Roshan Digital Accounts Saved Pakistan from Sri Lanka-Like Crisis

With the economy under intense pressure, as evident by depleting foreign reserves, a widening current account deficit and rupee crashing to a historic low, Pakistan must scramble to revive the International Monetary Fund program to avoid a potential Sri Lanka-like crisis.

“The government needs to roll back petroleum and electricity subsidies as agreed with the IMF as soon as possible to get back into the program,” said Head of Research Arif Habib Limited Tahir Abbas.

“It would be very difficult for the country to fund its debt obligations without the resumption of the IMF program as the rollover of friendly countries and inflows from other multilateral institutions will only be possible with the conclusion of a deal with the IMF,” he added. “Also, capital raising from the international market would be much easier post nod from the IMF.”

The State Bank of Pakistan’s foreign exchange reserves have depleted from $16.4 billion as of February to $10.5 billion at the end of April, with an import cover of just 1.57 months. This is the lowest level of reserves since May 2020.

“There is uncertainty with respect to the resumption of the IMF program and contingencies of friendly countries’ deposits and their roll over to the resumption of the program,” Abbas said. “In addition to this, absence of direction from the federal government regarding major economic policies and future roadmap is creating pressure across the board in the markets.”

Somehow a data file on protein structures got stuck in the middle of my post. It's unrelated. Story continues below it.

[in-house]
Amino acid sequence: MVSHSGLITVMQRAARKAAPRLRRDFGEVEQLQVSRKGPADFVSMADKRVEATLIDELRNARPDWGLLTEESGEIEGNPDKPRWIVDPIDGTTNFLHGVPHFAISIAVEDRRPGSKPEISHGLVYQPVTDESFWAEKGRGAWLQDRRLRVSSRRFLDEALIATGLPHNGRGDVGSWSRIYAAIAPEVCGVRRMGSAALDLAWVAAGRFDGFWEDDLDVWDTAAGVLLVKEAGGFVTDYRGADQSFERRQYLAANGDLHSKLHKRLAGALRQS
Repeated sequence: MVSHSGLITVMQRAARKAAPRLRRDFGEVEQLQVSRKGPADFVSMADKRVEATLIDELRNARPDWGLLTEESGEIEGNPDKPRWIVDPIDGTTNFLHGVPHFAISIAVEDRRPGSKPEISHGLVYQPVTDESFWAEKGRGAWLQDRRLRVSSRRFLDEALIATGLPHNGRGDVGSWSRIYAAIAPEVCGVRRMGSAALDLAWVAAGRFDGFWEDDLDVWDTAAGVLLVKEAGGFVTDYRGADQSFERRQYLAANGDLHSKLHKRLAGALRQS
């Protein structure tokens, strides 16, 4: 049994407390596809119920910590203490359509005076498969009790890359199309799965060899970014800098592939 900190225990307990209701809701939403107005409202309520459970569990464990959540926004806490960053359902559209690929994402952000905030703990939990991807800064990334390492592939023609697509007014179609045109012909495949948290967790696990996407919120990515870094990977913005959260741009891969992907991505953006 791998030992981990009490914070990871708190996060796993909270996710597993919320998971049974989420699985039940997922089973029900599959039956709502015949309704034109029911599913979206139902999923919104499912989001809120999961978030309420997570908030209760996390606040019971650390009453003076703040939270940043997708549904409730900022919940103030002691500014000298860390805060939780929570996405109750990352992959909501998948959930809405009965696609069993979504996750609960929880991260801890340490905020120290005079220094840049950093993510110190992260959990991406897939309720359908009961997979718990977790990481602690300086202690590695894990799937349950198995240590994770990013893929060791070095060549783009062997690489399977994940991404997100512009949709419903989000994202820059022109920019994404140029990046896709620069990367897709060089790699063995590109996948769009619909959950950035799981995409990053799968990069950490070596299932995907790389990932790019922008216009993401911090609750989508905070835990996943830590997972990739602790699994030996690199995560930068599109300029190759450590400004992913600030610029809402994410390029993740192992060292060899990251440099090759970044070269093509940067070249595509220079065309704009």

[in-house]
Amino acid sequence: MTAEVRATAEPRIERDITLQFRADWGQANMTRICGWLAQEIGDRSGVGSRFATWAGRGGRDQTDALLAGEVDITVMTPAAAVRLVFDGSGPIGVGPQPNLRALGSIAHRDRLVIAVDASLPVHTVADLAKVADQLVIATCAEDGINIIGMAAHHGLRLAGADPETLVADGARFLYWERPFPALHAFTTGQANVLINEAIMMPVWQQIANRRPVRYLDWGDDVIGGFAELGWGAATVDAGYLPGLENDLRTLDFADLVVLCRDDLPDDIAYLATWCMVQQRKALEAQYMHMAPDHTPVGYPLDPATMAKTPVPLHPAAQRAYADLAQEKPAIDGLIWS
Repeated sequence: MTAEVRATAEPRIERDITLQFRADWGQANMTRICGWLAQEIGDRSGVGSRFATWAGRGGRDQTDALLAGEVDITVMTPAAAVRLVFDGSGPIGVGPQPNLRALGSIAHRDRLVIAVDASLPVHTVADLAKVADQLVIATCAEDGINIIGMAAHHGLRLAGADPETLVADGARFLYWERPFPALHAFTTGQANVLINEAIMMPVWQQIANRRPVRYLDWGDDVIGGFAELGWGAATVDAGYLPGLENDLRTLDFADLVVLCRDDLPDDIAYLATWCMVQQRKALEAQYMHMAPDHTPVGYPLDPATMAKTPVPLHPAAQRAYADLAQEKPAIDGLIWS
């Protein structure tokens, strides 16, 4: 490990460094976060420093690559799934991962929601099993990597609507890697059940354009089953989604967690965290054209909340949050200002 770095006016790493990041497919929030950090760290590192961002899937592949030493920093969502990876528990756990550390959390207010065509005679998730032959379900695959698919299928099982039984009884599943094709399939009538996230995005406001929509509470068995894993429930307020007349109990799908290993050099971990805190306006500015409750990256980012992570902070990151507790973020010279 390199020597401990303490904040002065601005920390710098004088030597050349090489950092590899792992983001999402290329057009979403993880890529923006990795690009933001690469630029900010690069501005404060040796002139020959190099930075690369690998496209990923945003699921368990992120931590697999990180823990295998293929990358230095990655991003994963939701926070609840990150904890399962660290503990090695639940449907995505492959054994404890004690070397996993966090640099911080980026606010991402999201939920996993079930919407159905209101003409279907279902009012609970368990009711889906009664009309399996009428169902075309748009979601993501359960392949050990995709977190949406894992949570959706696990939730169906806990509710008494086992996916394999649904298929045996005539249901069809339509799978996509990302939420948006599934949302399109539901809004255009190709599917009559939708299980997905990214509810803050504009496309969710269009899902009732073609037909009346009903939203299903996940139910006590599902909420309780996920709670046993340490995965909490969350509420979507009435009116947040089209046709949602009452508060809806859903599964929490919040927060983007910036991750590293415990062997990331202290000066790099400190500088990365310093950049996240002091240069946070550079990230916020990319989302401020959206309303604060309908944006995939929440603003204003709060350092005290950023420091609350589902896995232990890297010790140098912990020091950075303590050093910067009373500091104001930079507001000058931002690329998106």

The Sinking Rupee

Pakistani rupee broke above 190 on Wednesday as uncertainty prevailed on whether the incumbent government would take unpopular decisions to raise fuel prices or head towards a potential economic crisis.

“Rupee is struggling as one of the main issues is payments’ pressure while forex reserves continue to deplete,” Zafar Paracha, General Secretary at the Exchange Companies Association of Pakistan (ECAP). “Pakistan must get IMF approval accepting its conditions to access funds from other international creditors.”

“Otherwise the value of rupee may further depreciate due to upcoming debt payments as it would reduce forex reserves,” he added.

What If Roshan Digital Account Was Not Launched?

Launched in September 2020 amid the COVID-19 pandemic, Roshan Digital Account (RDA) inflows crossed $4 billion, reaching $4.2 billion in April 2022. Inflows clocked in at $245 million during April.

“If Roshan Digital Accounts were not launched, Pakistan’s foreign exchange reserves would have been in a highly critical stage,” seasoned economic journalist Salman Siddiqui said.

Without RDA and the support from Saudi Arabia and China, “We would have a crisis situation as the country may have moved towards bankruptcy just like Sri Lanka,” Siddiqui said. Pakistan has managed to dodge bankruptcy in the past by borrowing from friendly nations, agreeing to IMF terms or issuing bonds, he added.

Pakistan’s current account deficit surged to $1.03 billion in March from $519 million in previous month, according to the central bank’s data. The KSE-100 tumbled 641 points, or 1.5%, on Wednesday, following a 3.2% crash at the start of the week.

“After few days of political clarity, the market has again shown signs of uncertainty,” said former Head of Research BMA Capital Faizan Ahmed. “This time, it is a very unusual situation. Friendly countries have, for the first time, declined to extend the helping hand.”

Ahmed said that all countries want Pakistan to resume the IMF program so that things can return  to normal but the political situation isn’t allowing the present setup to accept IMF conditions.

“They can’t increase petrol prices by accepting IMF conditions,” he explained. “Their political standing would be hurt. People would say that you are doing the same thing, that you criticized.”

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